The KCOM Stadium opened on Wednesday 18th December, 2002
About the KCOM Stadium
The Stadium is owned by the Hull City Council and managed by the Stadium Management Company (SMC), which holds a 50 year lease.
Located next to a Victorian Park, the stadium complex is the first in the UK in a parkland setting. The Stadium manages 34.2 acres of land.
Designed by the Miller Partnership, adopting initial concept proposals by Arup Associates, the stadium comprises a state-of-the-art all-seater spectator arena with a capacity of 25,586.
It is designed as a single tier, asymmetrical bowl of approximately 20,000 seats with a second upper tier to the West Stand of over 5,000 seats.
The seat colours are predominantly black with a white and amber band around the stadium and logos depicted in amber and white.
The four external columns, which can be seen from the exterior of the Building, use the corporate colours of the Hull City Council – blue and yellow.
Future expansion of the stadium will be possible to raise the capacity to 30,000.
North Stand: 4,000 capacity.
East Stand: 6,000 capacity.
South Stand: 4,000 capacity.
West Stand Lower: 6,000 capacity.
West Stand Upper: 5,000 capacity.
Also incorporated in the Stadium complex is a Sports Arena, two multi-use all weather pitches, and a learning zone (run by Hull College).
The total project cost was approximately £44 million.
Construction of the Stadium took 14 months to complete.
Approximately 3225 tonnes of steel was used in the construction of the Stadium Complex.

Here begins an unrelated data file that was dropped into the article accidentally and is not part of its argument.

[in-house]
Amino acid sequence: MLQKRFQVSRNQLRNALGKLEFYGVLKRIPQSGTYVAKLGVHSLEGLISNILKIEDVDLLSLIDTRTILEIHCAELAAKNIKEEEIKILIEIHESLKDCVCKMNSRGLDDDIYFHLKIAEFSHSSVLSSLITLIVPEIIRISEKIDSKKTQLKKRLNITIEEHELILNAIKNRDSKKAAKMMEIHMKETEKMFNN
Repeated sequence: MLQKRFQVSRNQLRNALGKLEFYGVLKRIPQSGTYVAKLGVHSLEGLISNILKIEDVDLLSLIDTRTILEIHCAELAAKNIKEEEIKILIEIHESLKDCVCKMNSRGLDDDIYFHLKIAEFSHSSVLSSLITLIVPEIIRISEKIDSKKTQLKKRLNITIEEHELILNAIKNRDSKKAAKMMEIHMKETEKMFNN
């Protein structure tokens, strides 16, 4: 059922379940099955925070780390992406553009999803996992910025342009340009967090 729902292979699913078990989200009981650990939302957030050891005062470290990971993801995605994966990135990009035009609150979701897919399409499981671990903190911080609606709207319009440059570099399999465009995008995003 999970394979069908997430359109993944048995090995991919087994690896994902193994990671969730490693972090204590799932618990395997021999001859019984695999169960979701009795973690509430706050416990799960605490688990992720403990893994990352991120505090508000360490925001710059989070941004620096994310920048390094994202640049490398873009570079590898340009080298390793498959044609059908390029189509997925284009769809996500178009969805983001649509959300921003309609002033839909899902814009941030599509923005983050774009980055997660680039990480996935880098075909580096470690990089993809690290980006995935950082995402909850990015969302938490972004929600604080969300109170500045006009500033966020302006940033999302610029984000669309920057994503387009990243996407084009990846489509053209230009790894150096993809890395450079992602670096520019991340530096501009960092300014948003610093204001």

It took approximately 6469 cubic metres of concrete to build the Stadium.
The Playing Surface
The grass surface measures 114m x 74m providing a FIFA standard-sized football pitch of 105m x 68m and a full-length rugby league pitch of 100m x 68m with in goal areas 6m deep.
The grass is 100% natural, comprised of 90% sand and 10% loam. It also has 3% additive of man-made fibre. The fibre is woven into the roots of the grass and goes down 200mm. If threaded together, these fibres would circle the globe!
The pitch has an automatic irrigation system as well as under pitch heating.
When the temperature drops to below 4°C under soil heating provides enough heat to raise the temperature to a minimum of 9°C.
On construction, water porosity of the pitch at source was 25-30mm per hour.
There are 22 miles of under soil heating pipes.
The Stadium includes 2,000 square feet of conference and exhibition space, which caters for private or corporate functions.
This corporate accommodation includes 28 executive boxes, a restaurant overlooking the pitch, 4 banqueting/hospitality suites and a Sports Bar.
The Stadium regularly hosts functions, and has hosted wedding fayres, wedding parties and a wide range of exhibitions.
Over 140 ‘off field’ events are held every month.
The Stadium caters for over 2,000 corporate guests on matchdays.
The site, including the Walton Street Car Park, accommodates up to 1,100 vehicles.
The link foot bridge from Londesborough Street to the Stadium takes away approximately 30% of pedestrian traffic to and from the Stadium.
Between events, overnight changes need to be made to the Stadium. These include pitch markings, posts and stadium cleaning.
The target evacuation time for the entire Stadium at full capacity is 8 minutes.
A generator of 600KVA supplies enough power to evacuate the stadium safely if a powercut occurs.
The floodlights at the Stadium are 1700 lux, compared to 274 lux at Hull City’s old ground, Boothferry Park, and 250 lux at Hull FC’s old ground, the Boulevard.
The Stadium has a total of 67 CCTV cameras.
A computerised turnstile monitoring system linked into the control room, keeps check on how many people are entering each stand.